The Commons also received Letters from the Maior and present Governours of Hull, Informing all the particulars in their securing of Hull, and apprehending of Sir John Hotham and his son, and Sir Edward Roades,² upon discovery of an intended designe to betray the Town to the Papists:³ But of this I conceive the whole Kingdom is already fully satisfied.

It was by the said Letterrs further certified, that since the apprehending of Sir John Hotham, the Earl of Newcastle sent a Letter to the Maior of Hull, offering great Rewards, and His Majesties Pardon and Protection, if he would secure the Town, or deliver it up unto him for His Majesties use, against the Parliament: But the Maior returned an Answer, That he scorned to betray the Cause, and Trust reposed in him for the King and Parliament, to a Popish Army, whose courses he saw tended to destruction, both of the King and Parliament.

Touching the late perfidious carriage of Sir John Hotham and his son, the Committee at Hull sent up to the Parliament the Examination upon Oath of a servant of Capt. Hothams, who saith, That he lived with the Captain about twelve yeers, That his Master was a good Master to him; and he speaketh nothing out of ill will or hatred: but being examined upon his Oath, he is willing to discharge his conscience in what he knoweth: And proves it fully, That there hath been a constant intercourse between the Queen, and Sir John Hotham, and his son especially, ever since her coming into those parts; And that Letters and Messages have passed betwixt them, till the very time of their apprehending; And since that Captain Hotham received a Pardon from the Queen, when he was prisoner at Nottingham Castle. And divers other matters proved against them which for the present (I conceive) are not fit to be divulged, and I shall omit to write of.  || A Perfect Diurnall of Some Passages in Parliament (P)

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¹ Sir John had been governor of Hull since the start of the war. The relationship between the Hothams and Parliament – so strong at first that in 1642 Sir John denied the King access to his magazine in the town – had deteriorated to the point that Captain John (his son) was briefly imprisoned by their own side, and Sir John was preparing to defect to the Royalists when he was arrested for suspected treachery and sent with his son to London.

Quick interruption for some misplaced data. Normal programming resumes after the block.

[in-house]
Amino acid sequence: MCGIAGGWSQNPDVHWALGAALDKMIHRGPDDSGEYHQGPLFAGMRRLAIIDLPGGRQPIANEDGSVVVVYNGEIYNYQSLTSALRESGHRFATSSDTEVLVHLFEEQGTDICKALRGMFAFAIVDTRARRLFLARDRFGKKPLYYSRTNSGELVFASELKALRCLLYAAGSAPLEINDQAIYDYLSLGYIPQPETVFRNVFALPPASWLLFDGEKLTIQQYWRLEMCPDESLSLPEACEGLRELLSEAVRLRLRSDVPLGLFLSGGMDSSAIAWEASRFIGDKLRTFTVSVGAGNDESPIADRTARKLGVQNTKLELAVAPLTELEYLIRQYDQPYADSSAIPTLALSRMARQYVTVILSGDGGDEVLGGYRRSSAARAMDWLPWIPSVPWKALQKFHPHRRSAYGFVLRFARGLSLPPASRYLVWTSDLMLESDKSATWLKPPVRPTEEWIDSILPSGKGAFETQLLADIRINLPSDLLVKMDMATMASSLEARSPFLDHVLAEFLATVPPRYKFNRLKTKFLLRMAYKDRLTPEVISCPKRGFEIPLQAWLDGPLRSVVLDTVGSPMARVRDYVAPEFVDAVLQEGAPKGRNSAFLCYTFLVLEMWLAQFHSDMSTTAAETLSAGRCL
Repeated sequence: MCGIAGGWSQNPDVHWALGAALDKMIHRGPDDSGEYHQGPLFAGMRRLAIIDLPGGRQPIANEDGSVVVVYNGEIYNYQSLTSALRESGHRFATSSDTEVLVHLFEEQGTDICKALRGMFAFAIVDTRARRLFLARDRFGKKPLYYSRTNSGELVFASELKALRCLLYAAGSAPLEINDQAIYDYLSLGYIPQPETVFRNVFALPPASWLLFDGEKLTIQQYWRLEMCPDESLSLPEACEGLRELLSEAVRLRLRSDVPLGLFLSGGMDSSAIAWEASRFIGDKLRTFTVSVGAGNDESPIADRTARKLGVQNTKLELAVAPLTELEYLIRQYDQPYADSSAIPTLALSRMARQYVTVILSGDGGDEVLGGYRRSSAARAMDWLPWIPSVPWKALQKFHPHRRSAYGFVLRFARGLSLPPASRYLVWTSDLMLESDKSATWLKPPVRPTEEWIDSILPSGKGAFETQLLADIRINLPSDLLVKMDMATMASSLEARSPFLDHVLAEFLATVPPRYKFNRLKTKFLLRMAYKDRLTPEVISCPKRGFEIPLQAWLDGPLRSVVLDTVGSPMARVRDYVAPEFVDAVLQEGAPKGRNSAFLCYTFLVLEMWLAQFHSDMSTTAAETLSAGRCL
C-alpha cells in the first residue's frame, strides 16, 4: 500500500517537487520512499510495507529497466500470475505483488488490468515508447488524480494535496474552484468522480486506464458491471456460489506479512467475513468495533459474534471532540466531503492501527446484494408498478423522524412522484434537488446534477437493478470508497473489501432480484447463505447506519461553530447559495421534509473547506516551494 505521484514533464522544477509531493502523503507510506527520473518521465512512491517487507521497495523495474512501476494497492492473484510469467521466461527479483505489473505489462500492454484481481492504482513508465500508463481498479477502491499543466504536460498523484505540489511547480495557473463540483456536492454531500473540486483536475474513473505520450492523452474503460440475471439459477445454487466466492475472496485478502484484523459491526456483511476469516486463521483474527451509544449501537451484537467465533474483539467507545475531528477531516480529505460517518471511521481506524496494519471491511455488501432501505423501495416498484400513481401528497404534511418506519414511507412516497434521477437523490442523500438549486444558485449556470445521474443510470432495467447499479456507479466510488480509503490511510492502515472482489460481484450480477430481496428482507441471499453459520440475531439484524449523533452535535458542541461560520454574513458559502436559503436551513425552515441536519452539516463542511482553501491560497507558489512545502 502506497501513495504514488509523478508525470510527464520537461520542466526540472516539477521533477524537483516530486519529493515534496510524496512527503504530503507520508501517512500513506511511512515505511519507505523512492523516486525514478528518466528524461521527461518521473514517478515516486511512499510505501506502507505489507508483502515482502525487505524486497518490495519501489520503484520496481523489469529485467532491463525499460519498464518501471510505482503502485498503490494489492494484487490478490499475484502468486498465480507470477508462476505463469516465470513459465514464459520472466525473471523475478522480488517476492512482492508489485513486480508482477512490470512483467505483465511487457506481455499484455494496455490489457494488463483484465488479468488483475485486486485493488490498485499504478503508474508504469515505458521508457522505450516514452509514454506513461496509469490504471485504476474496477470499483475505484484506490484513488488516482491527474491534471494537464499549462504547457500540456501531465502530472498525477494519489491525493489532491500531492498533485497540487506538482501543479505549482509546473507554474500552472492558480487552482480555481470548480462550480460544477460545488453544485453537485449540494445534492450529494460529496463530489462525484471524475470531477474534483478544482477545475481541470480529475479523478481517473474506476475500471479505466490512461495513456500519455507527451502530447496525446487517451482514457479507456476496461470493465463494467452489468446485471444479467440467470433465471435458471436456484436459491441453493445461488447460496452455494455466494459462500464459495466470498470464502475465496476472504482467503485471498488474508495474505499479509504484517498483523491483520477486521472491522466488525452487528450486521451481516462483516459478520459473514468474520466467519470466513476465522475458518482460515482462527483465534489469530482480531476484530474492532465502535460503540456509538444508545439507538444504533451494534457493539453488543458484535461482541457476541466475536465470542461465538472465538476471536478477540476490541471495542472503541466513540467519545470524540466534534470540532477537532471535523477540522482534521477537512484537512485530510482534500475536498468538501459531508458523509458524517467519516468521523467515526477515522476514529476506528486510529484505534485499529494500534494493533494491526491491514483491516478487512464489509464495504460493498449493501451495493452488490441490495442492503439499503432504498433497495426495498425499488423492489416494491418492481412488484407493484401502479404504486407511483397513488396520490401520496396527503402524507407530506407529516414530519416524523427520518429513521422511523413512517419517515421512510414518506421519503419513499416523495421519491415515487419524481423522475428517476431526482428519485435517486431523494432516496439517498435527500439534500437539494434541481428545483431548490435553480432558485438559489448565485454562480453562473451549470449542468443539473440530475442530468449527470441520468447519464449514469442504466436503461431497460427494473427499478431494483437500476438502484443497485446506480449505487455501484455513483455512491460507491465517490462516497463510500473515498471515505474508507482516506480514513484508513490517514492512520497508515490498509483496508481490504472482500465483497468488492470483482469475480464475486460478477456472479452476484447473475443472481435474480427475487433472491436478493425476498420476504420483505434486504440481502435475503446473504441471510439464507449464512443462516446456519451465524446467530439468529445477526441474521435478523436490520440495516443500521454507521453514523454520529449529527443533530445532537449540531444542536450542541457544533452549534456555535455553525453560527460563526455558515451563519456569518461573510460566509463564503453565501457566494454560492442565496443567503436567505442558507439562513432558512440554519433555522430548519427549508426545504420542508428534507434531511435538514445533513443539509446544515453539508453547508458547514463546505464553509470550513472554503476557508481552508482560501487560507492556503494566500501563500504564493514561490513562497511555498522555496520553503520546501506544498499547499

² Rhodes was subsequently released, as no evidence could be found against him.
³ i.e., the Royalists. In an intercepted letter, the King had advised the Earl of Newcastle not to use religion as a recruiting criterion; hence the myth had evolved that he deliberately recruited Catholics, and his was a “Papist” army.

Details of ‘Waller’s Plot’ made public

In London on June 8 at 8:15 pm

8 Jun 1643 (Thu) || On Tuesday last, the Examinations of the Conspiracy against the parliament and City of London, were read in the Honourable House of Commons, which in briefe was, that Master Waller and about 20. more of the chiefe Plotters, with the aide of the Malevolents in and about London, and some Horse from the King, should have seized the Tower, the Magazines, and the new erected Forts about the City, and to have seized upon the persons, of divers Members of both Houses of Parliament, the Lord Major of London, the two Sheriffes and others, and to have massacred all the honest and well-affected People in and about London, and they had elected for their Generall, the Earle of Bath, who is now a Prisoner in the Tower. The Examinations being read, the said House presently entred into a solemne Vow and Covenant to defend the true reformed Protestant Religion, and the Liberty of the Subject, and not to lay down armes untill all the Popish armies now on foot had laid down their armes, and were brought to the Justice of the Parliament, &c. This Covenant was Solemnly taken by all the said House, onely sixteene of them desired a day or two respite to consider of it, which was granted them. And Yesterday at a Conference betweene both Houses, the said Conspiracy was discovered to the Noble Peeres by Master Pym, who were desired to enter also into the said Covenant. And this day, all the Freemen of the City of London, being Convoked into the Guild-Hall, the said examinations were openly read there, and the Plot and Conspiracy was fully discovered unto them, by an especiall Committee of both the Houses of Parliament, and they were desired to enter into the same Vow and Covenant, which they willingly and readily assented unto, and then they requested that Justice might be speedily executed upon the Conspirators, which the Lords and Commons there present promised should be done.